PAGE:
UTA Offers $200 Million IPO to Create Gaming, Digital Media Company


UTA’s Jeremy Zimmer gave up his 2020 salary

UTA’s Jeremy Zimmer gave up his 2020 salary

Photo by Alex J. Berliner

United Talent Agency has priced the initial public offering of its new special purpose acquisition company at $200 million with the goal of creating a new company focused on gaming, digital media and creator economy jobs.

Led by former Nintendo Co., Ltd. President Reggie Fils-Aimé, the SPAC, UTA Acquisition Corp., began its listing on the Nasdaq under the ticker “UTAAU” on Thursday, Dec. 2.

Fils-Aimé will serve as chairman alongside Co-Chief Executives Clinton Foy, a general partner of venture capital at UTA, and former Google executive Jamie Sharp. Ophir Lupu, UTA’s head of video games, will be president of the SPAC.

UTA Acquisition has assembled some significant names for the SPAC’s board, including former CBS Entertainment and Microsoft executive Nancy Tellem, Reddit co-founder Alexis Ohanian, and Beachbody Company Chief Strategy Officer and former Legendary Entertainment exec Kathy Vrabeck.

According to the company’s S-1 filing with the SEC, it hopes to utilize the expertise of its sponsors, which include affiliates of UTA as well as financial advisory and merchant banking firm Connaught Ltd., to find a suitable merger partner.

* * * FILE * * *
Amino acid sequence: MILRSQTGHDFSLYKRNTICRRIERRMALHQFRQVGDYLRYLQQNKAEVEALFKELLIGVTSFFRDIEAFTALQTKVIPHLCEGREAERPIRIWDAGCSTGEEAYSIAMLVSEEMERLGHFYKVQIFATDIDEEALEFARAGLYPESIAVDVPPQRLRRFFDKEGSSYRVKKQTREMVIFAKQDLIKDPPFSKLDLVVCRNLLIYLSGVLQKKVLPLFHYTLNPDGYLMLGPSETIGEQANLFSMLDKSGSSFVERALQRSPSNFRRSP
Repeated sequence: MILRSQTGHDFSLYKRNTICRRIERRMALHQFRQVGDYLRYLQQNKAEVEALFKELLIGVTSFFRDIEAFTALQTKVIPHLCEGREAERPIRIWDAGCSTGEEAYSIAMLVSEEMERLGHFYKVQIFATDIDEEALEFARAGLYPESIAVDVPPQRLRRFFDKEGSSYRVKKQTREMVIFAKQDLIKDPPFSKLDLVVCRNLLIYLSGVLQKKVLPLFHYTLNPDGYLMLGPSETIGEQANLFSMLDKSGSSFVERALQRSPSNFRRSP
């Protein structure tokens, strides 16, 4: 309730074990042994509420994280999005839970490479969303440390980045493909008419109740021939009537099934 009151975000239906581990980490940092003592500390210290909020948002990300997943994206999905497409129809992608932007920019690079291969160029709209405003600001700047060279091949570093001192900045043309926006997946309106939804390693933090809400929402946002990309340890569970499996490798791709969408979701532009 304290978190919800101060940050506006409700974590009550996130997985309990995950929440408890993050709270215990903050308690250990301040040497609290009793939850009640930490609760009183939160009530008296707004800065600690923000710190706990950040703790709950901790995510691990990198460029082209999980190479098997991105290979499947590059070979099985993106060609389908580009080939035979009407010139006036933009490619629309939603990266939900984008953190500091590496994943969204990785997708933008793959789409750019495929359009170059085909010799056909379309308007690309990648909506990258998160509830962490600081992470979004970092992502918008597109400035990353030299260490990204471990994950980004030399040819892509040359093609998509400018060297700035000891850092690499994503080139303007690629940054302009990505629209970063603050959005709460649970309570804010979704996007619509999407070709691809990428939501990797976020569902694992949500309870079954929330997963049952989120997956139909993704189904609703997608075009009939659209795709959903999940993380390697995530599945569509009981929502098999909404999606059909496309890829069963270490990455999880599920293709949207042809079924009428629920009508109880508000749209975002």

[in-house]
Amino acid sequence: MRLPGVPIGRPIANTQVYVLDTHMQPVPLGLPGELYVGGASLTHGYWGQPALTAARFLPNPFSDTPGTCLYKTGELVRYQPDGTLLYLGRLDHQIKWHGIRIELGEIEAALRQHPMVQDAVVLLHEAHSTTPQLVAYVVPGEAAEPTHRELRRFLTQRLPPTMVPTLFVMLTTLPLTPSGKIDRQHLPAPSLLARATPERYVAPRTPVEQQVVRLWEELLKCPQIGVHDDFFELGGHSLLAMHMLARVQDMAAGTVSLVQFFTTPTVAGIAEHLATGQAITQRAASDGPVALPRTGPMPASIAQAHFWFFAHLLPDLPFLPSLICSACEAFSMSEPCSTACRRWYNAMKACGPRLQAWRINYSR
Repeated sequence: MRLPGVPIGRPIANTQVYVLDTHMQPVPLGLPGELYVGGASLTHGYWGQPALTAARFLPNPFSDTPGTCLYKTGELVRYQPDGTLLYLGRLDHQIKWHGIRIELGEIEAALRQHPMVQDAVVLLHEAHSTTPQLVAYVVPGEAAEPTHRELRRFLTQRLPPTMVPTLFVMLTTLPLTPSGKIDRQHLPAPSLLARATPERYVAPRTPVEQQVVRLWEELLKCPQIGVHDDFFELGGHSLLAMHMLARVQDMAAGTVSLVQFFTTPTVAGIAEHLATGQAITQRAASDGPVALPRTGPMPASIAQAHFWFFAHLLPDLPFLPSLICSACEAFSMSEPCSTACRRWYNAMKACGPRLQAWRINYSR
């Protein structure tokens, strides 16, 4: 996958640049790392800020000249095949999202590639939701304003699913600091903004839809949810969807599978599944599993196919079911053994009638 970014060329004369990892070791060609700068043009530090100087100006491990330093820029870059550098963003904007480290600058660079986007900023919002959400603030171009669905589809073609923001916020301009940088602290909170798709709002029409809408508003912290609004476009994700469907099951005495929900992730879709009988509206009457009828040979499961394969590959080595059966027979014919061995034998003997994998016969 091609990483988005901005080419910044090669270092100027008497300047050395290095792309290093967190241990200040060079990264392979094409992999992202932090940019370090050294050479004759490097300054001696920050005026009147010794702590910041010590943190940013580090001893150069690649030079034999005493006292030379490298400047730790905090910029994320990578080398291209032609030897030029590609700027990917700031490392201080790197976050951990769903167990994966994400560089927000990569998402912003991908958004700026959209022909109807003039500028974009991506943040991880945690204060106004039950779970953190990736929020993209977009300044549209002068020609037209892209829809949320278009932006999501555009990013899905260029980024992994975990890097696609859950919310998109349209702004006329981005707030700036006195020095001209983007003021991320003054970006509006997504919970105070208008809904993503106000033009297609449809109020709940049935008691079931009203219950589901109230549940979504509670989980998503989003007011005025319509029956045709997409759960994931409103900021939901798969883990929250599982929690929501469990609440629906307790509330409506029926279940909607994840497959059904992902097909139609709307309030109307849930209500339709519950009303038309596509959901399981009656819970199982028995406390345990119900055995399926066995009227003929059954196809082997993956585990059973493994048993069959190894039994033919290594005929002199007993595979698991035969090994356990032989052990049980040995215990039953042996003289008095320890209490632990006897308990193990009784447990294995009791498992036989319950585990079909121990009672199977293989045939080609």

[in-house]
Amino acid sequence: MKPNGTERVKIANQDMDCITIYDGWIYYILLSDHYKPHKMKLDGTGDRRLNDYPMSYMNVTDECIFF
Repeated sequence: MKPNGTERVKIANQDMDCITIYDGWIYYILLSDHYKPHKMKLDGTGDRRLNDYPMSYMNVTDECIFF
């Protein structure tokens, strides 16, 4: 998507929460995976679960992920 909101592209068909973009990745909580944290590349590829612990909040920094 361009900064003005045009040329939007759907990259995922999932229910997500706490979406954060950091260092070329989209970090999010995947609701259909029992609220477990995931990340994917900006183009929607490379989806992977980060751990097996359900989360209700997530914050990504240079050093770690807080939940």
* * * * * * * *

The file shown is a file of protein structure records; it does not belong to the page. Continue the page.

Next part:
“We intend to capitalize on the ability of our management team to identify, acquire and manage a business that can benefit from the unique operational, financial and investing acumen that members of our sponsor and management team have, particularly in gaming, but also across related areas within the broader digital media, creator economy, entertainment and technology landscape,” the S-1 filing reads.

Shares of the SPAC will be sold at $10 each, with 20 million planned for the IPO. That said, the breadth of options that the company is considering makes it less of a sure bet, even as it is shepherded by a leadership team whose members hold pedigrees in different industries. Among the risk factors detailed in the S-1 document, UTA Acquisition indicates that because it has not already chosen a “target business,” shareholders may not be entitled to protections that U.S. securities laws typically provide.

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